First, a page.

Much of life is filled with competition. As children we want to have the best toy, the biggest piece of cake, and Mom and Dad paying the most attention to me. In school we compete for the best grades, a place on the best team, and the chance to go to the best college. Competing continues on and on in our lives. When a couple gets married they each are seeking to figure out where they fit in this new family unit. As they are already conditioned to be in the competition mode, it often continues into the marriage.
Early in Jim and Marie’s marriage, they had a spirited discussion (argument) over whose job it was to pay the bills. Jim’s father was an accountant and he paid the bills so Jim thought it was the husband’s job. Marie’s father was a farmer and her mother paid the bills so she thought it was the wife’s job. Jim prevailed and got to pay the bills under the “round to it system", which meant the bills got paid when he got “around to it". This made Marie nervous. Two years later, when Jim was deep into post graduate studies, Marie had more time so she took over paying the bills and has been doing it ever since. Jim discovered that Marie was a better money manager and was more than happy to have her take over the duty, much to Marie’s relief. This started out as a competition of who was right, not who was right for the task.
Many couples, both young and older, come to therapy complaining about a lack of respect and kindness in their marriage. Betty stated, “We are always arguing over the dumbest stuff.” Frank added, “We are both stubborn people and have to be right, so we spend a lot of time trying to prove the other one wrong. Our time together isn’t fun anymore.” When you read this, do you want to shout, “Hey, Betty and Frank, wake up. If you know it is dumb stuff you argue about and it is not fun then why do you keep doing it?”
Ask yourself, “Do I spend a significant amount of my together time with my spouse defending my position and attempting to prove I’m right and my spouse is wrong?” Does the statement, “We can’t talk about much because we end up in an argument” describe your marriage? If the answer to either statement is “Yes" then it is time to change the path you are. Here are three suggestions.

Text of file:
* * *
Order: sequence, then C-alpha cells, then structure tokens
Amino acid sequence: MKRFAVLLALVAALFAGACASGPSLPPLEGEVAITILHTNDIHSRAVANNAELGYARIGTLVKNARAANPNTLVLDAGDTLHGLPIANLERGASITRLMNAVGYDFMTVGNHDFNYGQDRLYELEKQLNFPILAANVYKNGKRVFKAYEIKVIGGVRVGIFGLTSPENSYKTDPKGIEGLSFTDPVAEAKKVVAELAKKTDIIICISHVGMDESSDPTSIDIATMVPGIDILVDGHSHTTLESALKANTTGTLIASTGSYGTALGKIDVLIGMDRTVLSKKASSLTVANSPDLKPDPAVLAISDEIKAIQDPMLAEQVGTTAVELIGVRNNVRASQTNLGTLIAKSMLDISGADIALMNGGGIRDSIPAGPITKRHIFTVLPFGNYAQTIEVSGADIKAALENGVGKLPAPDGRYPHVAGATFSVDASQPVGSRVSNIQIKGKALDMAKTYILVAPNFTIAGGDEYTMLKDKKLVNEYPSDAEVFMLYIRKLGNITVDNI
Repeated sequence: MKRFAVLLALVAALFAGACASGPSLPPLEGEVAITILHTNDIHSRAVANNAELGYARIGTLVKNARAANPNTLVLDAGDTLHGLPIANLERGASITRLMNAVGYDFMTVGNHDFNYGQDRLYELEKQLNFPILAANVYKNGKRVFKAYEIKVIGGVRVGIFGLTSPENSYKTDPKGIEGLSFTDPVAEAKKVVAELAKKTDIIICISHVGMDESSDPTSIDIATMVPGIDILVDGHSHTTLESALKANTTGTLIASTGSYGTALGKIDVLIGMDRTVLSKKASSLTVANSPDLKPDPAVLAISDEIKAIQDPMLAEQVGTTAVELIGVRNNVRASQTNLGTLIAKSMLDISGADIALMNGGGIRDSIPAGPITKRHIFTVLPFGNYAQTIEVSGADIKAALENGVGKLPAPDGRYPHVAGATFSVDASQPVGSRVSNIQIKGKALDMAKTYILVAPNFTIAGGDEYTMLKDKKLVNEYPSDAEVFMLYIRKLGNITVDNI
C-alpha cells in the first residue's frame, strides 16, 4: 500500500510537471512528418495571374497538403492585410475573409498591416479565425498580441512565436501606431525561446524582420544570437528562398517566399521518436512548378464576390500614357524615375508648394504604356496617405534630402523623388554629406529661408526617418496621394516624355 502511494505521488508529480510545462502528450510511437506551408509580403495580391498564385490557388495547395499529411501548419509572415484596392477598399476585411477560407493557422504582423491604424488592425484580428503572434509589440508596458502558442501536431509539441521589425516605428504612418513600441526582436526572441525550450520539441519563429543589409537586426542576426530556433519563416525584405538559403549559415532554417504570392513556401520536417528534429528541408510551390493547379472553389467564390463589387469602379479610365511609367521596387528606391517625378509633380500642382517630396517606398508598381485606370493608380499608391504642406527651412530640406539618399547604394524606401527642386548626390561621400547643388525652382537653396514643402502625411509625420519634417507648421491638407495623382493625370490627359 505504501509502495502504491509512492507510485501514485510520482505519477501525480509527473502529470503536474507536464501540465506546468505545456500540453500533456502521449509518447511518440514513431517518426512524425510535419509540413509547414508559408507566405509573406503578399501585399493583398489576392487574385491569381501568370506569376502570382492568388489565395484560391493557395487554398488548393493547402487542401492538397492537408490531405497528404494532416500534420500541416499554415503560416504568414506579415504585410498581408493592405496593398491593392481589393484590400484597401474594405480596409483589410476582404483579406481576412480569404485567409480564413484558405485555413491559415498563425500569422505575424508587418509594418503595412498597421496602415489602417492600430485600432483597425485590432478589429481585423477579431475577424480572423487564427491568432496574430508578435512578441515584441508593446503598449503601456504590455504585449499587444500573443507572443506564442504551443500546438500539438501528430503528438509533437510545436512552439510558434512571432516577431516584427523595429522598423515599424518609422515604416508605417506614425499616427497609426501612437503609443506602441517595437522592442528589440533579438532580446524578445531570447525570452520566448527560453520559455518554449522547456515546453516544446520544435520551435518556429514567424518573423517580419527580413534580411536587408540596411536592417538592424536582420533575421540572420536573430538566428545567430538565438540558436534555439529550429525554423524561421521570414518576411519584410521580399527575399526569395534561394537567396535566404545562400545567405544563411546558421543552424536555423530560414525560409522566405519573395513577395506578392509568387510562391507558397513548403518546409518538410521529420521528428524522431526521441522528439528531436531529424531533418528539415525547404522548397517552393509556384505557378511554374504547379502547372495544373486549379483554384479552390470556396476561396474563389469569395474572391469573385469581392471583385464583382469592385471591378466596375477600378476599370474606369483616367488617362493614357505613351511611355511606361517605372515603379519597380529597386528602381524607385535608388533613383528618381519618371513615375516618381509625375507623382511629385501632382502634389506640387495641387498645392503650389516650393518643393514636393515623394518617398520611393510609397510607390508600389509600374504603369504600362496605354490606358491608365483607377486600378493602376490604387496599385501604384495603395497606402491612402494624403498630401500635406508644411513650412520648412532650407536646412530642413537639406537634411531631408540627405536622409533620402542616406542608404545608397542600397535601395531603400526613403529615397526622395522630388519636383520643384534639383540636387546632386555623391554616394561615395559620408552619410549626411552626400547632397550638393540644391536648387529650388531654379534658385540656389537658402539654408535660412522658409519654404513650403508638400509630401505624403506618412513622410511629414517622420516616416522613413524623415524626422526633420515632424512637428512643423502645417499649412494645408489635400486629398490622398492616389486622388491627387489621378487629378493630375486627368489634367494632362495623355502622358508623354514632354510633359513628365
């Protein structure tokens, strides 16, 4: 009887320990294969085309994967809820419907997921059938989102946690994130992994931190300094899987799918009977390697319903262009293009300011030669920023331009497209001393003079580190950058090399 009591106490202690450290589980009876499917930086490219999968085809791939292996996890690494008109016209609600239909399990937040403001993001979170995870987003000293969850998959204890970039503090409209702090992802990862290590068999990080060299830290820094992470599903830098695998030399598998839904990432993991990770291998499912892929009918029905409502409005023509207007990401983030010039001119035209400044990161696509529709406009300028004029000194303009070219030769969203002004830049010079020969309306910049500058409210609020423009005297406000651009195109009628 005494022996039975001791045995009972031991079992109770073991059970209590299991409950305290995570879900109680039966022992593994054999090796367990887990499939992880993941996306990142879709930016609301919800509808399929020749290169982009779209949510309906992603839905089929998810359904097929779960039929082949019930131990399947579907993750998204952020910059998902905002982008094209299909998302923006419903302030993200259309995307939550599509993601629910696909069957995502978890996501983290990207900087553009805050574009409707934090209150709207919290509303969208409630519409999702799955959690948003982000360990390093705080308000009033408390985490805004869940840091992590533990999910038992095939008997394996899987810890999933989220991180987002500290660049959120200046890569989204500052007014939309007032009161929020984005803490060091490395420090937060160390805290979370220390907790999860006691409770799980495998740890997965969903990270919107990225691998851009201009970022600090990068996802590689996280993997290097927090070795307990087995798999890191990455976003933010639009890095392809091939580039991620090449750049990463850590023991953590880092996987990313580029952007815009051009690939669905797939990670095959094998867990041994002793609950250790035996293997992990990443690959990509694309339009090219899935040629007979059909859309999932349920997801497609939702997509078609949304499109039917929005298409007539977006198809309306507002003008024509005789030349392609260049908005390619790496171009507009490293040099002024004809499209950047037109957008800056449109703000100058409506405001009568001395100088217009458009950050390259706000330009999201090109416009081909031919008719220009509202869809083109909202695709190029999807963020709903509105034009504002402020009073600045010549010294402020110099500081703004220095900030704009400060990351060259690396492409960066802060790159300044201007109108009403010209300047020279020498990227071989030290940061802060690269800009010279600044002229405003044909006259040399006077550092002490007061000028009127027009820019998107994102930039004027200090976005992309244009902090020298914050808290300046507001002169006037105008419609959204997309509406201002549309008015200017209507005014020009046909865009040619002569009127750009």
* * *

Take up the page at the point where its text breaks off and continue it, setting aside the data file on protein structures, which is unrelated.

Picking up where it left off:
1. Remember the reasons you got married
When you were seriously dating, when you were engaged, and when you were first married, remember you couldn’t wait to be with each other. Your eyes sparkled with admiration for each other. When most couples are asked the reasons they got married the answers are often, “I liked being with him/her, we had fun together, and I loved him/her.” Remember that feeling and choose to keep it shining.
2. Learn to listen the same way you want to be heard
“I don’t think I am being listened to and really heard” is a statement often made by an unhappy spouse. In therapy when one spouse makes that statement the other has a similar complaint. Most of us know what it is like to be listened to and heard and want that for ourselves. What makes this hard to do for each other? Are we too busy selling our point of view and trying to prove any other view wrong? Just imagine what it would be like to listen to your mate the way you want to be heard, then do it.
3. Have the joint goal to build your marriage
Competition pushes aside the goal of having a wonderful marriage. Remember you got married because you wanted to be together. When you have a problem ask each other, “How can we build our marriage and solve this problem together?” As you truly listen, you may find that your mate’s approach has merit and can be used, or maybe the solution is a combination of both of your ideas. Sometimes the answer is discovered by considering both ideas and a new approach evolves. The strength you have together can allow you to work through any difficultly because your marriage recognizes and builds on the individual strengths of each other. Individually we each are capable, yet together we are the strongest.